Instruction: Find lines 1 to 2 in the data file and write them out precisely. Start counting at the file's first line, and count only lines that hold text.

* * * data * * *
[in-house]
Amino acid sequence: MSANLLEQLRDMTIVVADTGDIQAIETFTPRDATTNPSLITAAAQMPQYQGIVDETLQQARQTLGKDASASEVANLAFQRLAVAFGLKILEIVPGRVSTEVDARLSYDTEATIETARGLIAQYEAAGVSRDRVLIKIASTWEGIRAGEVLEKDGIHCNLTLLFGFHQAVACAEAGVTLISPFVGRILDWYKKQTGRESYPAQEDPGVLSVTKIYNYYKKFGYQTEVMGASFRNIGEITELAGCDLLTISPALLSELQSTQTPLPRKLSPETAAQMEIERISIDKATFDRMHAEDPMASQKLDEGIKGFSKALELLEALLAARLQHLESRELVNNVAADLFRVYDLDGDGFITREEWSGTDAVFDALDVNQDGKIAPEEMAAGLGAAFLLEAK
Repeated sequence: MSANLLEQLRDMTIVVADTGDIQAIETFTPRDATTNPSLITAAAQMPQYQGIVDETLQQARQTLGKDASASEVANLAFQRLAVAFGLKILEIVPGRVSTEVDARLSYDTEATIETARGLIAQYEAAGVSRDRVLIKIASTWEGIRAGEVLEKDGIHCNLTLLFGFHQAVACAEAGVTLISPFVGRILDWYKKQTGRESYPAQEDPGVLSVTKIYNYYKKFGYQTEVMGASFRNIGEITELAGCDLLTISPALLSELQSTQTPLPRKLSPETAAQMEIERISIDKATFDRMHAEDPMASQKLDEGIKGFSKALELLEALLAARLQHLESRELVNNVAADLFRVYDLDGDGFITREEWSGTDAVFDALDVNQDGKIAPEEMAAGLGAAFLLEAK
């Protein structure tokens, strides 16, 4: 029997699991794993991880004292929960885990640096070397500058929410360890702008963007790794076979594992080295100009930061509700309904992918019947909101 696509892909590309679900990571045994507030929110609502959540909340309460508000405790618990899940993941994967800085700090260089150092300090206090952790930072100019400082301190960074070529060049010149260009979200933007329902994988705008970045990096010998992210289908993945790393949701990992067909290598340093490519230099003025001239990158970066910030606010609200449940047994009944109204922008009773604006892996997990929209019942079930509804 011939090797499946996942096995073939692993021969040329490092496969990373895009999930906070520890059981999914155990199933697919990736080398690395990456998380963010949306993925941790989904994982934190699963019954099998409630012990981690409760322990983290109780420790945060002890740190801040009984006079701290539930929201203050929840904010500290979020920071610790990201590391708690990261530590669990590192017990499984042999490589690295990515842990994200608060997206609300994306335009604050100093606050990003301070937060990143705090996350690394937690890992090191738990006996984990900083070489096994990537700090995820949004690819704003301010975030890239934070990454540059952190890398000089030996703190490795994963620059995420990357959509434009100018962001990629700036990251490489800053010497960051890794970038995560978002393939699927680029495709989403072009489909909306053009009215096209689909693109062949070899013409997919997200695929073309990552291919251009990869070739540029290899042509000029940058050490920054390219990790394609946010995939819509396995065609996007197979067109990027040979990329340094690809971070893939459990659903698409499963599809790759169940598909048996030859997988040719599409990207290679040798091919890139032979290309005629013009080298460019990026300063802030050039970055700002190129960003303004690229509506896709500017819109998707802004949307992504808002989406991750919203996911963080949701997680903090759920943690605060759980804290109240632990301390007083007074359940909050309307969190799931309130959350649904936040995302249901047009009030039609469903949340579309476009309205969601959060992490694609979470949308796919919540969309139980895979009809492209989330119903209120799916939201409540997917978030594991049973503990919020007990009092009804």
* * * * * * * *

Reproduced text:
[in-house]
Amino acid sequence: MSANLLEQLRDMTIVVADTGDIQAIETFTPRDATTNPSLITAAAQMPQYQGIVDETLQQARQTLGKDASASEVANLAFQRLAVAFGLKILEIVPGRVSTEVDARLSYDTEATIETARGLIAQYEAAGVSRDRVLIKIASTWEGIRAGEVLEKDGIHCNLTLLFGFHQAVACAEAGVTLISPFVGRILDWYKKQTGRESYPAQEDPGVLSVTKIYNYYKKFGYQTEVMGASFRNIGEITELAGCDLLTISPALLSELQSTQTPLPRKLSPETAAQMEIERISIDKATFDRMHAEDPMASQKLDEGIKGFSKALELLEALLAARLQHLESRELVNNVAADLFRVYDLDGDGFITREEWSGTDAVFDALDVNQDGKIAPEEMAAGLGAAFLLEAK